learning the French language. He earned money by

painting portraits, which he likened to prostitution and

signed with his family name “Javachef” while his early

works were signed “Christo.” In 1973, after 17 stateless

years, Christo became a United States citizen.


Jeanne-Claude was born in Casablanca, Morocco, where

her French military father was stationed. Her mother,

Précilda, was 17 when she married Jeanne-Claude’s

father, Major Léon Denat. Précilda and Léon Denat

divorced shortly after Jeanne-Claude was born, and

Précilda remarried three times. Jeanne-Claude earned a

baccalauréat in Latin and philosophy in 1952 from the

University of Tunis.

During World War II, Jeanne-Claude lived with her

father’s family while her mother fought in the French

Resistance. In 1946, Précilda married the influential

General Jacques de Guillebon. The family lived in

Berne from 1948 to 1951, then in Tunisia from 1952 to

1957, when they returned to Paris. She was described as

“extroverted” and with natural organizational abilities.

Her hair was dyed red, a color she claimed was selected

by her husband and she smoked cigarettes, and tried to

quit many times until her weight would balloon. She did

not enjoy cooking. She took responsibility for overseeing

work crews and for raising funds. She said she became an

artist out of love for Christo (if he’d been a dentist, she

said she’d have become a dentist).

Jeanne-Claude died in New York City on November 18,

2009, from complications due to a brain aneurysm. Her

body was to be donated to science, one of her wishes.

Former Mayor of New York City Michael Bloomberg

described The Gates as “one of the most exciting public

art projects ever put on anywhere in the world — and it

would never have happened without Jeanne-Claude.”

Jeanne-Claude said, “Our art has absolutely no purpose,

except to be a work of art. We do not give messages.” She

also said, “Artists don’t retire. They die. That’s all. When

they stop being able to create art, they die.” When she

died, she and Christo were at work on Over the River, a

set of fabric panels over the Arkansas River in Colorado

(begun in 1992) and The Mastaba, a stack of 410,000 oil

barrels configured as a mastaba, a trapezoidal prism, in

the United Arab Emirates.

Source : Wikipedia

27 JAN - 04 FEB 2018






The former goods station and the multimodal

distribution platform on the site entitled

‘Tour & Taxis’ bear witness to Belgium’s

prominent position within the world economy

at the start of the last century.

For almost a century, the huge Tour & Taxis customs and

warehousing complex was the capital’s freight transport

hub. Its construction (1902-1907) along with that of the

seaport, gave great impetus to the industrialization of the

neighboring quarters of Molenbeek and Laeken and the

entire Brussels area. Its rationalist design by engineers

Bruneel and Zone and architects Van Humbeek, Bosmans

and Vandeveld provides direct access by water, road and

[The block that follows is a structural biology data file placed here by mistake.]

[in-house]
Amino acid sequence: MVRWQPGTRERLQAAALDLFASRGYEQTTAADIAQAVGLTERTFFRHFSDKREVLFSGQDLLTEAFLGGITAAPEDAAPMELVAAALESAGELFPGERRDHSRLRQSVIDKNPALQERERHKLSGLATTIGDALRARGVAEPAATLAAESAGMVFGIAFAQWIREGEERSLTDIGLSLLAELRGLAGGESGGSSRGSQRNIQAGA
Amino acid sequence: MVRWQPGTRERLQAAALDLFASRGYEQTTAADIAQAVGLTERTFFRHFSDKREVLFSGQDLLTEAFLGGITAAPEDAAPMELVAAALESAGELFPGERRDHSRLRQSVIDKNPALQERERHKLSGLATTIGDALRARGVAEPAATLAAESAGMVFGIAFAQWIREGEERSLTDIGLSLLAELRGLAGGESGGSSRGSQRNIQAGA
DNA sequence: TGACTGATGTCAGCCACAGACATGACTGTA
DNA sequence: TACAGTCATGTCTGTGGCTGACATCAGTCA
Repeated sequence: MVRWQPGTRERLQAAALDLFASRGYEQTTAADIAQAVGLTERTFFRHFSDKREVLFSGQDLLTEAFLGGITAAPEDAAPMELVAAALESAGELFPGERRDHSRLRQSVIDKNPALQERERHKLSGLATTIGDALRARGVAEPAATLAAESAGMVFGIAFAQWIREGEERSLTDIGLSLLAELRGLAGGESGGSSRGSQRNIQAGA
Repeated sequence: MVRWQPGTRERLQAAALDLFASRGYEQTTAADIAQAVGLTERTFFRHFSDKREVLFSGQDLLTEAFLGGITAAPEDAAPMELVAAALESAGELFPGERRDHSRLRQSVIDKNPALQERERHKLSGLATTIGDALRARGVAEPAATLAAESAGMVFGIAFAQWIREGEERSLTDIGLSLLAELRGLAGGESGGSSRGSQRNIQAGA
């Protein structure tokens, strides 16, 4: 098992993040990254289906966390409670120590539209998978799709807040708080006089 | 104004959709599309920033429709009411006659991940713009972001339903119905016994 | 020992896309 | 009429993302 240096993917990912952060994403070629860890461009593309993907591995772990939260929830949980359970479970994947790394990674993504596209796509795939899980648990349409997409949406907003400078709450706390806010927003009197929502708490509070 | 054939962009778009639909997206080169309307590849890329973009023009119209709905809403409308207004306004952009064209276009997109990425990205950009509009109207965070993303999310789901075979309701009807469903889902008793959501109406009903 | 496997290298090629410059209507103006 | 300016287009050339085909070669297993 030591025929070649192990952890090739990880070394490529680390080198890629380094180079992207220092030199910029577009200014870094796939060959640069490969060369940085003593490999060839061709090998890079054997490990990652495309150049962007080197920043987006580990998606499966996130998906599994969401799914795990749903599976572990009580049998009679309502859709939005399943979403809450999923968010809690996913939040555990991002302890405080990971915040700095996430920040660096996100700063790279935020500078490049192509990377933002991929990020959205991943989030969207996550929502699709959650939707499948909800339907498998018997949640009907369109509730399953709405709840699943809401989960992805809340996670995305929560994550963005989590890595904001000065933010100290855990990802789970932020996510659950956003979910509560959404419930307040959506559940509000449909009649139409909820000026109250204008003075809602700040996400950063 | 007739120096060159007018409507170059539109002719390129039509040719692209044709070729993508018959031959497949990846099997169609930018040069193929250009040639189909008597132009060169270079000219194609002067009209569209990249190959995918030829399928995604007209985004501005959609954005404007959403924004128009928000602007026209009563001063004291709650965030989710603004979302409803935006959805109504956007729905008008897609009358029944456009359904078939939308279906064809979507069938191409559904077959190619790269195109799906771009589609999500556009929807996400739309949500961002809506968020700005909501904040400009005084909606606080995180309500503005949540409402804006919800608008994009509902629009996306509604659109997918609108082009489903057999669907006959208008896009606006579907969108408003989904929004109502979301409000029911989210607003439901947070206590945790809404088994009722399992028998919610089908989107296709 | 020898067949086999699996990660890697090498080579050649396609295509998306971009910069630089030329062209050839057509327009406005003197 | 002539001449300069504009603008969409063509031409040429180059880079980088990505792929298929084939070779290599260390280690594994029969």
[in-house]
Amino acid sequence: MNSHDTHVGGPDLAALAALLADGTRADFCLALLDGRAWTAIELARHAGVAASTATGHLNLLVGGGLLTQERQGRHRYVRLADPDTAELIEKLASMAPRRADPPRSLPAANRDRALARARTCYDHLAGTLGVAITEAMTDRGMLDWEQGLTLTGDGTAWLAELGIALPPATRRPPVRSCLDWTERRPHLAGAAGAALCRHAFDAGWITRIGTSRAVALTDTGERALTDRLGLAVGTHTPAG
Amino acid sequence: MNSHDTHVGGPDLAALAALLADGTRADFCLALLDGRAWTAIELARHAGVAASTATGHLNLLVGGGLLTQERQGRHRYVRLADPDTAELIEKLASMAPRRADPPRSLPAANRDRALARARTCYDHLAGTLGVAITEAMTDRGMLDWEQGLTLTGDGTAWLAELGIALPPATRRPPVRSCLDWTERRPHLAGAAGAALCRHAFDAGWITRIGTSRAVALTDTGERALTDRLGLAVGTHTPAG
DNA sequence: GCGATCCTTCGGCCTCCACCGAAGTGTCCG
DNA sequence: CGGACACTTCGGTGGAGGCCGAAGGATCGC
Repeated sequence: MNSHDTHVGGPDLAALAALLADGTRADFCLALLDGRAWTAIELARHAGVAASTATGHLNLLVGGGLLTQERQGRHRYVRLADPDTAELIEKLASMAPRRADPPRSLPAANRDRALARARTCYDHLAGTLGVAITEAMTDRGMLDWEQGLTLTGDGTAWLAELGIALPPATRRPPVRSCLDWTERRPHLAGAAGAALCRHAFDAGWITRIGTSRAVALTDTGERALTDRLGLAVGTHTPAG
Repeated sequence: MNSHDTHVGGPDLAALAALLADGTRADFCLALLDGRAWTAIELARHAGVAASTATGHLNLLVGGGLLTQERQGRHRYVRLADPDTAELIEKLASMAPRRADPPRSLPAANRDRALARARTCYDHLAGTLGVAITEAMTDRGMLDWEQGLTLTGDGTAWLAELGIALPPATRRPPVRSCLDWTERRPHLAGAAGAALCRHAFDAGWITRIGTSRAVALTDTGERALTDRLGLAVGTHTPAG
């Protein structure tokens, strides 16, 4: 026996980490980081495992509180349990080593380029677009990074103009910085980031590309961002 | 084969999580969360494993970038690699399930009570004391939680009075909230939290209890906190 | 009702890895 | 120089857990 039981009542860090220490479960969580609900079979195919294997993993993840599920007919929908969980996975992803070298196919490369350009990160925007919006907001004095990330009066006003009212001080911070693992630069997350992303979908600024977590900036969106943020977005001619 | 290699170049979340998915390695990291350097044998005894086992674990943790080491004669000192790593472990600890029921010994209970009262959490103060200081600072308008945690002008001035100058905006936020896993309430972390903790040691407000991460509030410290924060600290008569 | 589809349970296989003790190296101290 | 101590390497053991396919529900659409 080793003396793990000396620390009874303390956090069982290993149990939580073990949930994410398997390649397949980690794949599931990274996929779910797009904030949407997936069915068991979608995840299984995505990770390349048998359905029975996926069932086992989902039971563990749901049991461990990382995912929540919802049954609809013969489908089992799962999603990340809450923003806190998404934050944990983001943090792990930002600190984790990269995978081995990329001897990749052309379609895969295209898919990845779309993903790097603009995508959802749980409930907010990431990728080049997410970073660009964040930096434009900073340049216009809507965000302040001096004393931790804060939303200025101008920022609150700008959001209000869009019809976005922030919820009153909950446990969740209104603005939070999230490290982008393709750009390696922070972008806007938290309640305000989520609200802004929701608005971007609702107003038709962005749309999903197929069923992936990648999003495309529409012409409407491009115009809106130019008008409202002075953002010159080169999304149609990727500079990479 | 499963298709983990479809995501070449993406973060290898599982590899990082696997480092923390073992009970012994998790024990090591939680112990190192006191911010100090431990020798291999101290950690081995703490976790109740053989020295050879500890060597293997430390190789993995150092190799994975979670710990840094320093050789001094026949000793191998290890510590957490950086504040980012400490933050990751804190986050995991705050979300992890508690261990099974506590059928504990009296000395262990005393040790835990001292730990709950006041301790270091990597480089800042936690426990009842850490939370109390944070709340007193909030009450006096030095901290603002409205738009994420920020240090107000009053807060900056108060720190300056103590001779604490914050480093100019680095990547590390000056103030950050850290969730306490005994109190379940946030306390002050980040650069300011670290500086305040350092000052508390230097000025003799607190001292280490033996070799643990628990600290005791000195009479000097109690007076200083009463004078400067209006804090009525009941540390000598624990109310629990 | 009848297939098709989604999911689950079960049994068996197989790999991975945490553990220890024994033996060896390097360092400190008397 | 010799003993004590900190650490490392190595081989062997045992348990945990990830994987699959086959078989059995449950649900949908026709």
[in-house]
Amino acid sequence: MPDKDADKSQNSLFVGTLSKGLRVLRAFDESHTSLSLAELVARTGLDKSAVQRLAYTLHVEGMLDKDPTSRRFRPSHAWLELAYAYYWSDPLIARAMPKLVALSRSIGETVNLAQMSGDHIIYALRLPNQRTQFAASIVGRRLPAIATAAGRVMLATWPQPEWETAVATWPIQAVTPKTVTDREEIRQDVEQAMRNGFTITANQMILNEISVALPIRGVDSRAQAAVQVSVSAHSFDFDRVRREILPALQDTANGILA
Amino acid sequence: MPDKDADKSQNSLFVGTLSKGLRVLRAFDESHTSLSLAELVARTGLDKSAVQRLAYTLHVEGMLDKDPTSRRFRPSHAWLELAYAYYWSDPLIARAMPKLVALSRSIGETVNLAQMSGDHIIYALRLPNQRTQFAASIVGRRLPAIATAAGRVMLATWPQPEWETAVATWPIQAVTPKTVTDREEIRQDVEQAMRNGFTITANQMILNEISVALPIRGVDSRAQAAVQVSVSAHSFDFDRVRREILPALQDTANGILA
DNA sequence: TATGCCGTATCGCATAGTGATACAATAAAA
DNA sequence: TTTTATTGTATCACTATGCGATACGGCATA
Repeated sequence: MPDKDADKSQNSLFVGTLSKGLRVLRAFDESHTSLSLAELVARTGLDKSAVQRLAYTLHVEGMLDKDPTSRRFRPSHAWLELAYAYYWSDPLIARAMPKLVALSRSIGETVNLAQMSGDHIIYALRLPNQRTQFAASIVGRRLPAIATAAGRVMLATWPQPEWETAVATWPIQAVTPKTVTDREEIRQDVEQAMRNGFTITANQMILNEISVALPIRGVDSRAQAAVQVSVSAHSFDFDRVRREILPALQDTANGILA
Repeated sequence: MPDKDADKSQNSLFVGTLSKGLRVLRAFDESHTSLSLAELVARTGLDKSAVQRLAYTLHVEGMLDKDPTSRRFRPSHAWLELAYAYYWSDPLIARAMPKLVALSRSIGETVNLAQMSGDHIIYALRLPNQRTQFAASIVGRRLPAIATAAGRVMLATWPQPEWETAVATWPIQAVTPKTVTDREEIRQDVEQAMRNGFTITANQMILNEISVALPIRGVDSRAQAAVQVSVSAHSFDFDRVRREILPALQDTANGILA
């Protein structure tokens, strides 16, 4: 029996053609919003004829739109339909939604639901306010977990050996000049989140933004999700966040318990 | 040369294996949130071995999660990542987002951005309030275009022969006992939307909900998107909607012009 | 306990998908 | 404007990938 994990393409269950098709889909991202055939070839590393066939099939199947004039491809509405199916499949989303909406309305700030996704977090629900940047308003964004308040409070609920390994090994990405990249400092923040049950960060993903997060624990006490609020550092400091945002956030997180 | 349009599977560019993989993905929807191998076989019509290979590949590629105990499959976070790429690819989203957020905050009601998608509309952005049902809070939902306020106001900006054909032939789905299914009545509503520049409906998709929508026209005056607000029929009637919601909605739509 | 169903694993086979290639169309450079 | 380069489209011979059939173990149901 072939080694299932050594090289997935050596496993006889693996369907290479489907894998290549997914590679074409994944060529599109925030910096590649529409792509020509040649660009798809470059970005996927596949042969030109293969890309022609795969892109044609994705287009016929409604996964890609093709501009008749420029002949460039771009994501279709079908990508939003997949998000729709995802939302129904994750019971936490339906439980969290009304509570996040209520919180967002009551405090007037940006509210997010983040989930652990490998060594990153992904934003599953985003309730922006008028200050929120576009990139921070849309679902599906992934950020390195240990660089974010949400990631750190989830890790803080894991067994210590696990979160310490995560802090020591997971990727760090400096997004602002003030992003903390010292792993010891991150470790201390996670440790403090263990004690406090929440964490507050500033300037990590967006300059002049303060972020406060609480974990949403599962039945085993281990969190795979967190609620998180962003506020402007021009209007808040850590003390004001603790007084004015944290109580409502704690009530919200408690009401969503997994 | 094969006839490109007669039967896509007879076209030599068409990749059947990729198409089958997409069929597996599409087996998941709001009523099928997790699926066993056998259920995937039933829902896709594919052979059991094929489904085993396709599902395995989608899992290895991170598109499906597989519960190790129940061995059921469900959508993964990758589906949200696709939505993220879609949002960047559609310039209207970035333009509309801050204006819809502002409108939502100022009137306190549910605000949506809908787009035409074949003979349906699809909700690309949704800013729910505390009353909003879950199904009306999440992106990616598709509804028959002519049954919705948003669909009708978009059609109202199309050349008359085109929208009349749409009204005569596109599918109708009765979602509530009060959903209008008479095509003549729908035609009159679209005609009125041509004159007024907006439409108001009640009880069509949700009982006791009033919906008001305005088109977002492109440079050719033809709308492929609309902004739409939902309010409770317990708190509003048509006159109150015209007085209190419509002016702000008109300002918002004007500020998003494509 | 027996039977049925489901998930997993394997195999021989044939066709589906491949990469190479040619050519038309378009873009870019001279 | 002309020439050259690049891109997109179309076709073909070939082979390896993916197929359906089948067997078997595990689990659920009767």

rail. The complex has three vital functions: the speedy

reception of goods, their storage in bonded warehouses

and the collection of taxes and excise duties. The layout is

designed to optimize use of the railway track network.

The site extends over 37 hectares of what was previously

marshy grassland. It is a world-class monument

to the Golden Age of industrialization, a mine of

information on industrial architecture, civil engineering,

metalwork, stonework and the use of natural light. It

is contemporaneous with Orsay and Antwerp railway

stations, where the same materials were used. As European

customs barriers were removed and competition from road


transportation increased, the importance of the complex

gradually declined. Serious iconoclastic threats to the

site have now been safely removed. Thanks to the efforts

of La Fonderie and sympathetic organizations at home

and abroad, Tour & Taxis is now a protected site. The

promoters and the present owners are extremely sensitive

to the heritage aspects. The complex has huge conversion

potential and ideas are being carefully vetted. The heritage

value has become the key asset in the development process.

Consultations have been launched with all the economic,

cultural and social interest groups with a view to converting

this site into a new slice of town.

The cultural heritage, which luckily has been preserved, is of an exceptional

architectural quality and reflects the standard of technical engineering at

the time of its construction. This book analyses and resituates each building

and installation on the site to enable this past to be taken into account when

pursuing development. In this way the history of the site can be preserved and


Whilst retaining full respect for the site as it is updated, from now on Tour

& Taxis offers undoubted value if you are organizing shows or events or if

you want to make available long-lasting office spaces. In the near future, a

new park will be developed and the site will be welcoming a host of activities

on the theme of the long-lasting business and the economy of knowledge.

Ambitions in terms of an economy based on energy and the re-use of

renewable energy will be particularly daring. The site will inspire feelings of

well-being and will be a place where there is always something to experience

and discover. What is more, top-quality dwellings can be offered right next to